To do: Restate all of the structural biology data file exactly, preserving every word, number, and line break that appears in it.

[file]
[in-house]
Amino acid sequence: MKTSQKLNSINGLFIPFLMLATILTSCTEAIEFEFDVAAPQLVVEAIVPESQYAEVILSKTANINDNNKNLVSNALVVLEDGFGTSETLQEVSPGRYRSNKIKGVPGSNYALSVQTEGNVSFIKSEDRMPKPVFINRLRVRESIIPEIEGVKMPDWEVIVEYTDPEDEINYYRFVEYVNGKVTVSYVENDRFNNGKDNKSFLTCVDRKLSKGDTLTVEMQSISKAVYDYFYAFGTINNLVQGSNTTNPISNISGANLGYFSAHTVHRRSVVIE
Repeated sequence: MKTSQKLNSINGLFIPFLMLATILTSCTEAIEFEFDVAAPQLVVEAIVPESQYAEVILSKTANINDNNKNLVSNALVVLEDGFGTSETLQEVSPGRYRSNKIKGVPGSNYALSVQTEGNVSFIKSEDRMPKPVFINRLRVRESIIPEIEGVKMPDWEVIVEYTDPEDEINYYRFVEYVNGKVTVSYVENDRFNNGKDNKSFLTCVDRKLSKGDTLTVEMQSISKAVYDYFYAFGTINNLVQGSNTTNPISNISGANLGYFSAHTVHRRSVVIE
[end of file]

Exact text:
[in-house]
Amino acid sequence: MKTSQKLNSINGLFIPFLMLATILTSCTEAIEFEFDVAAPQLVVEAIVPESQYAEVILSKTANINDNNKNLVSNALVVLEDGFGTSETLQEVSPGRYRSNKIKGVPGSNYALSVQTEGNVSFIKSEDRMPKPVFINRLRVRESIIPEIEGVKMPDWEVIVEYTDPEDEINYYRFVEYVNGKVTVSYVENDRFNNGKDNKSFLTCVDRKLSKGDTLTVEMQSISKAVYDYFYAFGTINNLVQGSNTTNPISNISGANLGYFSAHTVHRRSVVIE
Repeated sequence: MKTSQKLNSINGLFIPFLMLATILTSCTEAIEFEFDVAAPQLVVEAIVPESQYAEVILSKTANINDNNKNLVSNALVVLEDGFGTSETLQEVSPGRYRSNKIKGVPGSNYALSVQTEGNVSFIKSEDRMPKPVFINRLRVRESIIPEIEGVKMPDWEVIVEYTDPEDEINYYRFVEYVNGKVTVSYVENDRFNNGKDNKSFLTCVDRKLSKGDTLTVEMQSISKAVYDYFYAFGTINNLVQGSNTTNPISNISGANLGYFSAHTVHRRSVVIE